Prices slightly decrease for the Thanksgiving dinner table
Thanksgiving dinner is slightly more affordable this year thanks to a 44-cent price decrease for a feast that serves 10 people.
Each year, the American Farm Bureau Federation conducts an informal price survey of classic items found on the Thanksgiving Day dinner table. This year’s 28th annual survey reported an average cost of this year’s feast for 10 people at $49.04, which is a 44-cent price decrease from last year’s average of $49.48.
AFBF President Bob Stallman, a rice and cattle producer, said at less than $5 per serving, Thanksgiving dinner is still an excellent value for consumers thanks to the nation’s farm and ranch families.
During this holiday season, many farmers and ranchers will be reaching out to consumers in-person or through social media to answer questions about the food they grow or the poultry, pork and livestock they raise, Stallman added.
The AFBF survey shopping list includes turkey, bread stuffing, sweet potatoes, rolls with butter, peas, cranberries, a relish tray of carrots and celery, pumpkin pie with whipped cream, and beverages of coffee and milk, all in quantities sufficient to serve a family of 10. There is also plenty for leftovers.
The big-ticket item, a 16-pound turkey, came in at $21.76 this year. That was roughly $1.36 per pound, a decrease of about three cents per pound, or a total of 47 cents per whole turkey, compared to 2012. The whole bird was the biggest contributor to the final total, showing the largest price decrease compared to last year.
Ronnie Anderson, President of the Louisiana Farm Bureau Federation, said most Americans will pay about the same as last year at the grocery store for a turkey and all the trimmings. Strategic shoppers may pay even less for frozen tom turkey compared to AFBF’s 167 volunteer shoppers who checked prices at grocery stores in 34 states, as special sales and promotions on turkey and other holiday food items will continue right up to Thanksgiving.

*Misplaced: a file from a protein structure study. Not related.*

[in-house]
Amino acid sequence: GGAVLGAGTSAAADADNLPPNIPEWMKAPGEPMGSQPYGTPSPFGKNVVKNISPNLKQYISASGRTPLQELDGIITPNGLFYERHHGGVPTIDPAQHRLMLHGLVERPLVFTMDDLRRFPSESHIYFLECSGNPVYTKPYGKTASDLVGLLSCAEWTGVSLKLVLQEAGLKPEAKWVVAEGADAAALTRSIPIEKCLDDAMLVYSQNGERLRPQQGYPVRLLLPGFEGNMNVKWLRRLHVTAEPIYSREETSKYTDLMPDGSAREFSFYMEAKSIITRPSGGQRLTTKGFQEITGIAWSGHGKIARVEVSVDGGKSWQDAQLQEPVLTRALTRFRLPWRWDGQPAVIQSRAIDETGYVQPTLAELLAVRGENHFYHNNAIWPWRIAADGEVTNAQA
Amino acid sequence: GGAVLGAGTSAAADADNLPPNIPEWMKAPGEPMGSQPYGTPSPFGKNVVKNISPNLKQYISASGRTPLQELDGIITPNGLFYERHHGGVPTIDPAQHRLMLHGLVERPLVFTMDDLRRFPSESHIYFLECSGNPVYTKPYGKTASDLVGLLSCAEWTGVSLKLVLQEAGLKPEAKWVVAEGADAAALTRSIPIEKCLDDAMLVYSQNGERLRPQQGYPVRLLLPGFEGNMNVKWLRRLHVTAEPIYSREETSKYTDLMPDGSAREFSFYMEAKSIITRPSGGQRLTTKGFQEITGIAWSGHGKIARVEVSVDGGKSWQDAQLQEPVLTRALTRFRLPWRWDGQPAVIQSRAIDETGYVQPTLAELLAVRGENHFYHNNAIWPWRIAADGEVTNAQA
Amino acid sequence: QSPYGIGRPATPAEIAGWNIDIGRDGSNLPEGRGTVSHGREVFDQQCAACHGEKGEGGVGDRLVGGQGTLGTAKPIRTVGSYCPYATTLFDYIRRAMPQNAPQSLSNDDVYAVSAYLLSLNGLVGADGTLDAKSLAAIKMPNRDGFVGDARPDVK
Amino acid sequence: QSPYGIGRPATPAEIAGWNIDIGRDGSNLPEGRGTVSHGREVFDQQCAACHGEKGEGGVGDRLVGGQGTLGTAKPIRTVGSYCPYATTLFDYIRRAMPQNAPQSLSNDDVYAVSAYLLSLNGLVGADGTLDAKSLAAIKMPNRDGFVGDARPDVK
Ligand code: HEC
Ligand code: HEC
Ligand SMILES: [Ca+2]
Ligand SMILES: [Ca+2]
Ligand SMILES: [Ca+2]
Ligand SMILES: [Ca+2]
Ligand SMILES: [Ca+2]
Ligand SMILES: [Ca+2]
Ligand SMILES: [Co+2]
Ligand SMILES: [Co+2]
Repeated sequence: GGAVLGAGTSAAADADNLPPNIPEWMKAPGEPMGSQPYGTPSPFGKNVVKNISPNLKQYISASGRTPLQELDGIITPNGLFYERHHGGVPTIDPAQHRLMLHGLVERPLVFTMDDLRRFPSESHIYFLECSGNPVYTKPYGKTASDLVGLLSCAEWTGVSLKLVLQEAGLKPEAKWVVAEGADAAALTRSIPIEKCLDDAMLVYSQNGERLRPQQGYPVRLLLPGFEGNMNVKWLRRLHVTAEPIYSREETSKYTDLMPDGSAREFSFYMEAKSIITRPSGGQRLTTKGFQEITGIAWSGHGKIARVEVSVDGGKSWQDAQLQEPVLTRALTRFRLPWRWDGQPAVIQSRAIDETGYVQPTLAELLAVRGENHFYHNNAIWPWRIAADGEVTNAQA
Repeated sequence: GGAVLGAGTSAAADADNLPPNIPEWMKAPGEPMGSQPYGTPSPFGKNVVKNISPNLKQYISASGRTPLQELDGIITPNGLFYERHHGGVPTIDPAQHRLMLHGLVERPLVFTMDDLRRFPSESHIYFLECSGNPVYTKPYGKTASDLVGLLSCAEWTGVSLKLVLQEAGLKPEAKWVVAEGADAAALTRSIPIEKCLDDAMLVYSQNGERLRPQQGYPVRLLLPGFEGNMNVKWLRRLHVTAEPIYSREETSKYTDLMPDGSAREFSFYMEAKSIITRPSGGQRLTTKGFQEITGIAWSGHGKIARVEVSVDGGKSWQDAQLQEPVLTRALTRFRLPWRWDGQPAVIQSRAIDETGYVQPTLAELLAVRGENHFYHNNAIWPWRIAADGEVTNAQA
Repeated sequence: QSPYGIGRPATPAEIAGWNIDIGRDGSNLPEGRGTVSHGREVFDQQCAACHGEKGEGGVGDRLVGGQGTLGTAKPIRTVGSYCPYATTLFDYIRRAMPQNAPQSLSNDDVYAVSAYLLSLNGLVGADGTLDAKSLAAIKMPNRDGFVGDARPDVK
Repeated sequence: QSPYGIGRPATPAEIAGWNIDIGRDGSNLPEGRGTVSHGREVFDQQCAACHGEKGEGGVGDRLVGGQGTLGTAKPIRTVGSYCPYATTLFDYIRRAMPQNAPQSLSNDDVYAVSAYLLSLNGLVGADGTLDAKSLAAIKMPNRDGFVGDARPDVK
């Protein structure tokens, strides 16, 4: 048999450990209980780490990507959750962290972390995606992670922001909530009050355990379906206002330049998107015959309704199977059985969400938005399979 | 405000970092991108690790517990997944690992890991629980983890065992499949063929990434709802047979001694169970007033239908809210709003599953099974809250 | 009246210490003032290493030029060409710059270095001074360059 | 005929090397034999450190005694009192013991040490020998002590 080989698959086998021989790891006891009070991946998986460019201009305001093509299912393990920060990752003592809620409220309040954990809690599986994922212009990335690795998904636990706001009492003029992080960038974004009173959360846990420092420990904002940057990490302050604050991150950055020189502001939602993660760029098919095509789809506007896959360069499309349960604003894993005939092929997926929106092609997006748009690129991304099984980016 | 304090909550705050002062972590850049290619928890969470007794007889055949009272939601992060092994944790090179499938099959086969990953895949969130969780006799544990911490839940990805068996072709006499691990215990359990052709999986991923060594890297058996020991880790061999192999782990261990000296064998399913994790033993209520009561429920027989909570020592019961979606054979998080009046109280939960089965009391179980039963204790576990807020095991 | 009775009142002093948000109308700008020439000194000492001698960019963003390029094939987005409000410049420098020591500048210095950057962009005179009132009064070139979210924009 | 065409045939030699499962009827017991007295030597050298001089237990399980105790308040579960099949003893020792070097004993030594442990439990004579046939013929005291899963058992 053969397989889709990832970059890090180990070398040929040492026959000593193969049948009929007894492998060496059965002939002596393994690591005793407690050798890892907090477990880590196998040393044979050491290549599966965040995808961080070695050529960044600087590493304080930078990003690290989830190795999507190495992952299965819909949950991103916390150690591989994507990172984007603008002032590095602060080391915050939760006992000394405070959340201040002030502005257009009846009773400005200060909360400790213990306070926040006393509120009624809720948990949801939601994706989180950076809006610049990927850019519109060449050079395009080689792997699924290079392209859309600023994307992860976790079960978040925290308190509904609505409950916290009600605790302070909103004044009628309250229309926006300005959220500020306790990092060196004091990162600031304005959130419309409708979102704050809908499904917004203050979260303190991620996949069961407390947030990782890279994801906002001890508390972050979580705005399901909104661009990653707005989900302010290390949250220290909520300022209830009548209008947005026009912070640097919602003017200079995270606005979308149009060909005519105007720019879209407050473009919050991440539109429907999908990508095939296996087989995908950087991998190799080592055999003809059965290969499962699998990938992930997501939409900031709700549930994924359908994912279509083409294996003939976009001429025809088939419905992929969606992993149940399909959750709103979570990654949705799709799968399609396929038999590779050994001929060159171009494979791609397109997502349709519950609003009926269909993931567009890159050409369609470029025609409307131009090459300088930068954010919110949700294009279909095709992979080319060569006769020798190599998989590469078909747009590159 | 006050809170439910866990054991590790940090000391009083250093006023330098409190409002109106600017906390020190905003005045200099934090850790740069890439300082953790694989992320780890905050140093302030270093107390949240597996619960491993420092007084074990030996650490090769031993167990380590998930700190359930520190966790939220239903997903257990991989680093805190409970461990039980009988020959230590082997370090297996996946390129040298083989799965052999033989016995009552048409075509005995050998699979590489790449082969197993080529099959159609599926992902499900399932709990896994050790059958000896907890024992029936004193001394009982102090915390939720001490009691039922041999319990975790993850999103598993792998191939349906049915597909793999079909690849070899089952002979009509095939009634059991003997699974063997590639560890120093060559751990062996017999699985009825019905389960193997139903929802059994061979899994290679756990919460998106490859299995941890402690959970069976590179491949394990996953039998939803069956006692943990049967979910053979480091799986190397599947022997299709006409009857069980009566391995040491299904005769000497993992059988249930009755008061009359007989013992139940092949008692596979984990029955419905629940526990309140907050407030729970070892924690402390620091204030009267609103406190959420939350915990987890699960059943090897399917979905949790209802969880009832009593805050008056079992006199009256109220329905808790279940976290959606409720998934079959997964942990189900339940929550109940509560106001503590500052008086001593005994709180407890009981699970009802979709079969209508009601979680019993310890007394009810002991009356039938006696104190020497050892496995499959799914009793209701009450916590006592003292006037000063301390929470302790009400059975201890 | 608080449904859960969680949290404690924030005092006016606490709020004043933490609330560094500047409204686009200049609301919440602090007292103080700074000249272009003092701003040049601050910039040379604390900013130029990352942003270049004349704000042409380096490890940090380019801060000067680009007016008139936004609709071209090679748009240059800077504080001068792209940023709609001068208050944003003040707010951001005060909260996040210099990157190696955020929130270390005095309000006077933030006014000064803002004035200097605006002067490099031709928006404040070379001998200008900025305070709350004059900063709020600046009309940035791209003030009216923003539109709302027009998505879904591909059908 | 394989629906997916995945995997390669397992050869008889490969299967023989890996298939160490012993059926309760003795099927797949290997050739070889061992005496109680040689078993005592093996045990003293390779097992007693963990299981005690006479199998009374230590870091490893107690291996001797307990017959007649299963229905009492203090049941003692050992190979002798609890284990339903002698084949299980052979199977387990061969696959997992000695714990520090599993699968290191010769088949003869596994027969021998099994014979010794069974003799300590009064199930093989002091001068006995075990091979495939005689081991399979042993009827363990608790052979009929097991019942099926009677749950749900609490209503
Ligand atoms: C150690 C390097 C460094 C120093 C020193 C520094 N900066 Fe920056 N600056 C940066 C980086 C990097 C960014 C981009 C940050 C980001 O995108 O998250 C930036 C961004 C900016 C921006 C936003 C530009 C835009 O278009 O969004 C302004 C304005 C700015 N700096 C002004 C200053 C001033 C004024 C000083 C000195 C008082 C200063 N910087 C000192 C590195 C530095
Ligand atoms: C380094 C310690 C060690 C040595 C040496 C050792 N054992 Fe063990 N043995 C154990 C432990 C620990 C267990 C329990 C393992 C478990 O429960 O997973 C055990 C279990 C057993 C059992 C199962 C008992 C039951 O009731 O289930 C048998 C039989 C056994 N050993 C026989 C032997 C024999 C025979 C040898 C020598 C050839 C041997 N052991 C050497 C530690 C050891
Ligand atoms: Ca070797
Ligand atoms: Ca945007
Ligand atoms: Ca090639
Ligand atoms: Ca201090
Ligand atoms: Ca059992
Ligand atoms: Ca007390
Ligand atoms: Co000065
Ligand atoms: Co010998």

In addition to the turkey, other items that declined in price included a dozen brown-n-serve rolls, $2.18; one pound of green peas, $1.54; a 14-ounce package of cubed bread stuffing, $2.67; fresh cranberries, $2.42; a half pint of whipping cream, $1.85; and two nine-inch pie shells, $2.49.
Items that showed a moderate price increase from last year included three pounds of sweet potatoes, $3.36; one gallon of whole milk, $3.66; and a 30-ounce can of pumpkin pie mix, $3.10.
In addition, a combined group of miscellaneous items, including coffee and ingredients necessary to prepare the meal (onions, eggs, sugar, flour, evaporated milk and butter) increased to $3.20. A one-pound relish tray of carrots and celery increased to 81 cents.
The average cost of the dinner has remained around $49 since 2011. Further, despite retail price increases during the last year or so, American consumers have enjoyed relatively stable food costs in general over the years, particularly when adjusted for inflation.
The stable average price reported this year by Farm Bureau for a classic Thanksgiving dinner tracks closely with the government’s Consumer Price Index for food eaten at home, which indicates a one percent increase compared to a year ago.
Farm Bureau volunteer shoppers were asked to look for the best possible prices, without taking advantage of special promotional coupons or purchase deals, such as spending $50 and receiving a free turkey. Another option for busy families without a lot of time to cook is ready-to-eat Thanksgiving meals for up to 10 people, with all the trimmings, which are available at many supermarkets and take-out restaurants for around $50 to $75.
The AFBF survey was first conducted in 1986. While Farm Bureau does not make any scientific claims about the data, it is an informal gauge of price trends around the nation. Farm Bureau’s survey menu has remained unchanged since 1986 to allow for consistent price comparisons.
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